Publishing the two novels she has completed may have to wait a little longer. Now that Yvette Miley has been promoted to the national broadcast stage, her free time may become even scarcer.
After working in various capacities for NBC in South Florida and Alabama for more than 19 years, Miley will join MSNBC, the national cable news network known for its political coverage and liberal-leaning talk shows, as the network’s executive editor. In her new role, Miley will assist the managing editor in overseeing the editorial content of MSNBC Dayside.
The cable channel is the result of a partnership between Microsoft and NBC. The station features original stories as well as content from NBC News and its partners.
Miley, of Miramar, said she has been recruited for several positions since the middle of last year. She finally accepted this one. She starts her new job in New York on June 1.
“This opportunity is not about me,’’ she told the South Florida Times this week. “It is about co-workers, family, teachers, community, Riviera Beach, Suncoast High, University of Florida and all the people who taught, nurtured, coached, mentored, guided, scolded, and supported me every step of the way.’’
Adding that her mother, Edna Whitaker, is her role model, she said, “As a representative of all who have touched me and encouraged me, I am thankful that MSNBC is giving me an opportunity to work for the first time in cable news. I am grateful for the chance given me to work for 20-plus years in the high-touch world of local news and I will carry lessons learned with me forever.’’
Miley’s ascent to a nationally prominent position comes as no surprise to those who know her.
“Her stellar reputation in our industry has helped retain and recruit the best and brightest to our television station,’’ said Ardyth “Ardy” Diercks, president and general manager of NBC6/WTVJ, in a statement last week announcing Miley’s promotion. “Her focus during breaking news and severe weather always brings our best to this community, informing our neighbors and even saving lives. Yvette has been a teacher and mentor to many of our team, and under her guidance so many have grown and been promoted.’’
Miley received her “calling” while growing up in what she called the “hood” in Riviera Beach.
The closet novelist told the South Florida Times in a previous interview that, “I always knew I wanted to be a journalist. I always knew that I wanted to write, to tell stories.”
Miley, who recently ushered her news station through the turmoil of a potential sale to another company and the possible resulting layoffs (although the sale never went through), also knows a little something about overcoming obstacles and defying low expectations.
The University of Florida graduate told the newspaper in 2007 that even though she was always attracted to the newsrooms she found at UF, “the dean of my college told me that I would not graduate and I would never get a job in this business.”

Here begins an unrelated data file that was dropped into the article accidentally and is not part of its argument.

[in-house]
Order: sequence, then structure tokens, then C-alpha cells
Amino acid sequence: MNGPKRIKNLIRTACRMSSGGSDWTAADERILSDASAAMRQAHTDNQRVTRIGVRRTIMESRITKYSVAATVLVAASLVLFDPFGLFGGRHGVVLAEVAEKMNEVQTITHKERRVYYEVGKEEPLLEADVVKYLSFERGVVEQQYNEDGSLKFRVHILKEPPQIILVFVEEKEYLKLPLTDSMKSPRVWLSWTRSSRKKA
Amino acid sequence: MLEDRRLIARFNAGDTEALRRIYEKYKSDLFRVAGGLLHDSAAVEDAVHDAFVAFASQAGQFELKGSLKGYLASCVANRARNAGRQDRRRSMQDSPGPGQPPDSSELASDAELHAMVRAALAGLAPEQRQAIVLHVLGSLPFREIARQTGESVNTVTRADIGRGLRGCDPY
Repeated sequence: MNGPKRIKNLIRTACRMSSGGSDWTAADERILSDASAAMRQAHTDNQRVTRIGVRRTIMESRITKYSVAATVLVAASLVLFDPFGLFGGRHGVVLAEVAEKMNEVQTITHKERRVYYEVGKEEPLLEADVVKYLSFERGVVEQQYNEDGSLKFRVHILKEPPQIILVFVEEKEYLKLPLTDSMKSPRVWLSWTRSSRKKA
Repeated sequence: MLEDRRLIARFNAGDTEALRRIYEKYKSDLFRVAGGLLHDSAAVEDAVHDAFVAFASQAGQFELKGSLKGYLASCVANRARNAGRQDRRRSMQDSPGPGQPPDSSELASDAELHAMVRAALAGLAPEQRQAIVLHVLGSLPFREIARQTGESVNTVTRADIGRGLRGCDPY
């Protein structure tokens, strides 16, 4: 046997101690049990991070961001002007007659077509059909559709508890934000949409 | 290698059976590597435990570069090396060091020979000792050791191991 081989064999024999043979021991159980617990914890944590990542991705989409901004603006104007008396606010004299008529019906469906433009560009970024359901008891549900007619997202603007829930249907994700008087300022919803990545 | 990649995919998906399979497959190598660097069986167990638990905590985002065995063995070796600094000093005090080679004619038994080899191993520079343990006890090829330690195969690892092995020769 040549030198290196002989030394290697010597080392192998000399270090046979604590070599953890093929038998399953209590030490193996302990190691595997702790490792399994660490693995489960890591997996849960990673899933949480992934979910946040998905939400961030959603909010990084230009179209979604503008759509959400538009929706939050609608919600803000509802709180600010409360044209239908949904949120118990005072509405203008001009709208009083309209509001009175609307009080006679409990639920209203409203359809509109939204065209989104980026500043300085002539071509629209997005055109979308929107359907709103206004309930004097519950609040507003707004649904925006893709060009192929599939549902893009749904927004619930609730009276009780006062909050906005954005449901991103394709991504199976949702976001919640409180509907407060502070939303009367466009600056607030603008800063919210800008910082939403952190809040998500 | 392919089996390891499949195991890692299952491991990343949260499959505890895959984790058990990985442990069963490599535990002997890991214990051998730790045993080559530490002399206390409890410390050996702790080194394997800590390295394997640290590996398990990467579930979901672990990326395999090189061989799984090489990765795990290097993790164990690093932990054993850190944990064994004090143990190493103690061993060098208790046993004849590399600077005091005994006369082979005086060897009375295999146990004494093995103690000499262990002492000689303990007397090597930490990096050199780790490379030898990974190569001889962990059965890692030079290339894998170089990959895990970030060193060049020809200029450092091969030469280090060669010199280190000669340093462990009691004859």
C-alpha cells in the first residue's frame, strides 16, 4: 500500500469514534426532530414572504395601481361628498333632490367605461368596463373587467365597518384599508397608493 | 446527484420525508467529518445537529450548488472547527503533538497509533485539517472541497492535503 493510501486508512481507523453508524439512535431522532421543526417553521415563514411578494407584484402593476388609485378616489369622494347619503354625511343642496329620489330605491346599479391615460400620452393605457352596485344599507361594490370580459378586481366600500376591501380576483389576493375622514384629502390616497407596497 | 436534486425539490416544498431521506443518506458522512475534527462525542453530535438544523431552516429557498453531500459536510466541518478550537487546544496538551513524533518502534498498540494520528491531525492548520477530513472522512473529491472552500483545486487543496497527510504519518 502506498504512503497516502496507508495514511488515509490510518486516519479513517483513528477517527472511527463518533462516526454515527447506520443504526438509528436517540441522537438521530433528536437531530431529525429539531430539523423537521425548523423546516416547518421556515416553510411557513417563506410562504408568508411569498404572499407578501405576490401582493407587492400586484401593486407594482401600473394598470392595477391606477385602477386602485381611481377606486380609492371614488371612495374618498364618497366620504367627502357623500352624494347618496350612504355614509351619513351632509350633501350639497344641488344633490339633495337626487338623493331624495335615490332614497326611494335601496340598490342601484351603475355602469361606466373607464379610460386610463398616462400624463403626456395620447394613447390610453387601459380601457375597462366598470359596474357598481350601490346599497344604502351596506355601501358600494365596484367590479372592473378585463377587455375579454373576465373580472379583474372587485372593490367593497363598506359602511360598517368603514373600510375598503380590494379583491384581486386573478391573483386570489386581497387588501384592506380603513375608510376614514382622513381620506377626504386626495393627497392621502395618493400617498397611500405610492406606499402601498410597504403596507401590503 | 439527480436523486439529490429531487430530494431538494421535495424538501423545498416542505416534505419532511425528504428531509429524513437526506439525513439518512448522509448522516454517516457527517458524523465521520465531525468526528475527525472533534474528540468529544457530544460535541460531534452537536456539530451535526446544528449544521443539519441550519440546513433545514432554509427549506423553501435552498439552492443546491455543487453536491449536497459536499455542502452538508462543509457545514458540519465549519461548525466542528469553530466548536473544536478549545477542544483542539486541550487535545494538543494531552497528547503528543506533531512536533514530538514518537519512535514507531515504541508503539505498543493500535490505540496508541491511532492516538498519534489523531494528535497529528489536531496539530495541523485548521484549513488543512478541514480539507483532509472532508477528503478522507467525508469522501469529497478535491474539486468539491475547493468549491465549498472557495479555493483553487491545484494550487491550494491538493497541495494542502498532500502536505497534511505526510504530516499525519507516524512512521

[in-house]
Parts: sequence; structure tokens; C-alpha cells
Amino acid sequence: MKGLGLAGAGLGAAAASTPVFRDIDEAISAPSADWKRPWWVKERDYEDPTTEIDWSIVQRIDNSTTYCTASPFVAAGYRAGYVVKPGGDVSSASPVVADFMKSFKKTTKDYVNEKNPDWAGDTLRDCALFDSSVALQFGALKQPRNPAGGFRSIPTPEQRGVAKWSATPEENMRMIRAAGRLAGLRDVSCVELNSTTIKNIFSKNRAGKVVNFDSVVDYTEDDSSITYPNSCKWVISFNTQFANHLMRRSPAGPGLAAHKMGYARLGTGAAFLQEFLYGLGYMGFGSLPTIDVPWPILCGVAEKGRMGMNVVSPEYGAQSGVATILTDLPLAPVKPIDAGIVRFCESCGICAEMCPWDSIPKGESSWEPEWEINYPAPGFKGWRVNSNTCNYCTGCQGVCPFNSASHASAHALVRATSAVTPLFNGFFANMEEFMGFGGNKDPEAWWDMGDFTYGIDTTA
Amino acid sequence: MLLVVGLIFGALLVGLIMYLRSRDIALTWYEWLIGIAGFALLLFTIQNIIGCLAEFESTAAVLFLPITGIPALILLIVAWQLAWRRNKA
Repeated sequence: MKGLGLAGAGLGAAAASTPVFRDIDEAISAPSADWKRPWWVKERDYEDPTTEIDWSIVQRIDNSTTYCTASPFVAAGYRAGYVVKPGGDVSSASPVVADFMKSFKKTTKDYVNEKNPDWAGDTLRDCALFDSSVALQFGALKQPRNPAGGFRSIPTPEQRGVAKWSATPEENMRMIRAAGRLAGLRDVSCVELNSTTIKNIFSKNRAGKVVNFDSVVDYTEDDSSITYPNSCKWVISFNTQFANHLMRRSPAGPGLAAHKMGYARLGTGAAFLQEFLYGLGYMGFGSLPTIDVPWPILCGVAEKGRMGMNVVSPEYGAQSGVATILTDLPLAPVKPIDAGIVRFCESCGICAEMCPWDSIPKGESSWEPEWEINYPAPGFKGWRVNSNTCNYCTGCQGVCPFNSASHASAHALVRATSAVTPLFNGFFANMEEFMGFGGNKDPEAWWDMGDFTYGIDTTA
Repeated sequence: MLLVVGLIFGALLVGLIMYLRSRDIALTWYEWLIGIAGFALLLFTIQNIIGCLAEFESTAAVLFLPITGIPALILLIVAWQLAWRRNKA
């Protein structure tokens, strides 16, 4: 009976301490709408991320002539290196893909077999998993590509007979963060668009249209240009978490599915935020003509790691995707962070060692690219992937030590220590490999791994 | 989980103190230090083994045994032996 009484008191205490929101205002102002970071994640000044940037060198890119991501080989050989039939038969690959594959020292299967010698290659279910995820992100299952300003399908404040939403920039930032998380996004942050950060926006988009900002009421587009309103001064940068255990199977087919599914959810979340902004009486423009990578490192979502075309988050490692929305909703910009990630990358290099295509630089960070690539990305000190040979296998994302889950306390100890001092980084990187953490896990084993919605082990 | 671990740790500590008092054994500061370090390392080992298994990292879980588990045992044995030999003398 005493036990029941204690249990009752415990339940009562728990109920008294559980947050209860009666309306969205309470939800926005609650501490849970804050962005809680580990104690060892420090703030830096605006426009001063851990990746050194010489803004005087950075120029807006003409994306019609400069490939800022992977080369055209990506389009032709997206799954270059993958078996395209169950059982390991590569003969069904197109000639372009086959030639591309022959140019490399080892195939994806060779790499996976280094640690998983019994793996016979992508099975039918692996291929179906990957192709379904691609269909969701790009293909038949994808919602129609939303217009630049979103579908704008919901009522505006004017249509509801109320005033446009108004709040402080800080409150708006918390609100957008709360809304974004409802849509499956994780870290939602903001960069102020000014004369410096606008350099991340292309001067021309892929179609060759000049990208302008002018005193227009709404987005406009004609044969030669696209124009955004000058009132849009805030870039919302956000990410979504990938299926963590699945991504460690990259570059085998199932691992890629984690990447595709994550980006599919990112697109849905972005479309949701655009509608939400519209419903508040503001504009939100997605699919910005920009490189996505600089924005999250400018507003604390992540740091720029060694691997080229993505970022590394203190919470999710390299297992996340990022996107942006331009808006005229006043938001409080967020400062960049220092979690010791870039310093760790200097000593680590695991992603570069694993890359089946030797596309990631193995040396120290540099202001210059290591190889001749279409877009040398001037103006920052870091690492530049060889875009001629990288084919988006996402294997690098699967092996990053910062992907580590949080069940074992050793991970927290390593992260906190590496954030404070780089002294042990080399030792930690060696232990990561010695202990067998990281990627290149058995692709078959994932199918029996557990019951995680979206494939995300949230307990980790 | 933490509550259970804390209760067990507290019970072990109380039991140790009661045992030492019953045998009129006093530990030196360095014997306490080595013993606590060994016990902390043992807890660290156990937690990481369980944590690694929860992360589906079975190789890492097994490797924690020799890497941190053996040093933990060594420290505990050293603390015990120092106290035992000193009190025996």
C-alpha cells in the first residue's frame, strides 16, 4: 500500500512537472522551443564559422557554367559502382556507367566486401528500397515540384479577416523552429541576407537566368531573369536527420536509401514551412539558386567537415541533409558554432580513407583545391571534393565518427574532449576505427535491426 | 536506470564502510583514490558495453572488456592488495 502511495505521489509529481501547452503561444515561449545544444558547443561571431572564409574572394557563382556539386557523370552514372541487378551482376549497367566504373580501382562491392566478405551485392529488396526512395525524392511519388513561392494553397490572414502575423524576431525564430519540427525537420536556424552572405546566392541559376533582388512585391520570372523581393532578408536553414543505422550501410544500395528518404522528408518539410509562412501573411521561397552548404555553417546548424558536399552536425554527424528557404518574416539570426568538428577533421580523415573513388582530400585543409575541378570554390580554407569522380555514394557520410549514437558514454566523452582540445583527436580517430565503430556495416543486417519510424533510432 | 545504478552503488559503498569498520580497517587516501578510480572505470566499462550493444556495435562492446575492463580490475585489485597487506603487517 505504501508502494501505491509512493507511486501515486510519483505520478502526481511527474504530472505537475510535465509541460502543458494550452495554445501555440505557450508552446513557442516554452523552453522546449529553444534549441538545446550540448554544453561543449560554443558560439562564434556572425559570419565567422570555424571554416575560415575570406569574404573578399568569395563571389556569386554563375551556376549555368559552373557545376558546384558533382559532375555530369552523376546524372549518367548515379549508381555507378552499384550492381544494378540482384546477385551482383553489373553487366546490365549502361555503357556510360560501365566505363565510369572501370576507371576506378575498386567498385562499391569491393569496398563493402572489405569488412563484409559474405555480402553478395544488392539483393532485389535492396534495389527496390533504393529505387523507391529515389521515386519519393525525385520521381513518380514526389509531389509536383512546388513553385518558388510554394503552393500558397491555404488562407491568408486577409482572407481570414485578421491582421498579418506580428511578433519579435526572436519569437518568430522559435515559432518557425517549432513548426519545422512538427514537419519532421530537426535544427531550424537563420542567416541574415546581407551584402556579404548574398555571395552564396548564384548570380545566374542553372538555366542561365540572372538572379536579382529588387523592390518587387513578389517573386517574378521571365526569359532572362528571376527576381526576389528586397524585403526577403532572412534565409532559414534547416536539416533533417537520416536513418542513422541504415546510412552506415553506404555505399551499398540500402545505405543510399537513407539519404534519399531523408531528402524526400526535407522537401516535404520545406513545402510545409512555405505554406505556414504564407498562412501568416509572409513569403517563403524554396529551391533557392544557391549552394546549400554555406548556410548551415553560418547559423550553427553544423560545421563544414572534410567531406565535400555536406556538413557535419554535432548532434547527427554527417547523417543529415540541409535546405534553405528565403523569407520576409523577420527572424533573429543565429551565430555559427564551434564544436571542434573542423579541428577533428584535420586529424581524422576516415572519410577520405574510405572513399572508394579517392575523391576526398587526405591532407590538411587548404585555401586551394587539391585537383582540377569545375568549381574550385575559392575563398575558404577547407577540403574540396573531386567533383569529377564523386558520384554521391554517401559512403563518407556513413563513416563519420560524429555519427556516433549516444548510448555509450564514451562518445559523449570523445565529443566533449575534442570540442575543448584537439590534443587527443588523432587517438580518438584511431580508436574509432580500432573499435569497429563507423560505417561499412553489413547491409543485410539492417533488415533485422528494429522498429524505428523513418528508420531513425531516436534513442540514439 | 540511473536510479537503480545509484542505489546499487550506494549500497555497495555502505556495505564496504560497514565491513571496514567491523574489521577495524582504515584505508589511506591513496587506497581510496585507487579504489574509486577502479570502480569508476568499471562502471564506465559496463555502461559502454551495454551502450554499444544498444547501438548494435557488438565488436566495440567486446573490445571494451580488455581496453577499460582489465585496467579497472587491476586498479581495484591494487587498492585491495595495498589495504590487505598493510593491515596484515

After graduating from UF with a bachelor’s degree in Telecommunications, she began her career as a sports writer for The Palm Beach Post.
She was hired as a producer at NBC 6/WTVJ in October 1991 and rose up the ranks, becoming an executive producer, managing editor and assistant news director.
After 10 years in South Florida, Miley was named vice president and news director at the NBC-owned station NBC 13/WVTM in Birmingham, Alabama.
In 2004, South Florida beckoned again, and Miley rejoined NBC 6/WTVJ as vice president and news director of the Miami/Fort Lauderdale-based NBC affiliate. Miley’s reformatting of the late news led to its top ranking in 2007 among the highly coveted group of adults ages 25 to 54 and adults ages 18 to 49.
Miley also launched a new 7 p.m. broadcast dubbed “South Florida Nightly News” and a new community-based hour at 11 a.m. titled, “South Florida Today.”
She would not give her age, but said that she is “old enough to have a little wisdom that comes with experience; young enough to know there are many more things life will teach me.”
Her journey has been greatly impacted by her lifelong love of reading. She said the most significant book in her life is a black writers’ anthology. The book, which she said is “the size of a dictionary, full of poems, essays, from Martin Luther King to slave stories to Nikki Giovanni,” was significant to her success, she said.
“I think I identified with those writers early on and I think they helped prepare me, by knowing their struggle, it helped prepare me for the struggle I would face myself,” she said.
She has won numerous awards, snagging two Emmys for coverage of the Andrew Cunanan/Gianni Versace story and the Downtown Miami Tornado.
She won the Dupont Award and a Peabody Award for coverage of Hurricane Andrew in 1992 and three regional Edward R. Murrow Awards in 2003, four Associated Press Awards in 2004, and an additional Edward R. Murrow Award in 2004.
In 2007, the Miami-Dade Chamber of Commerce recognized her as “corporate executive of the year.’’
Photo: Yvette Miley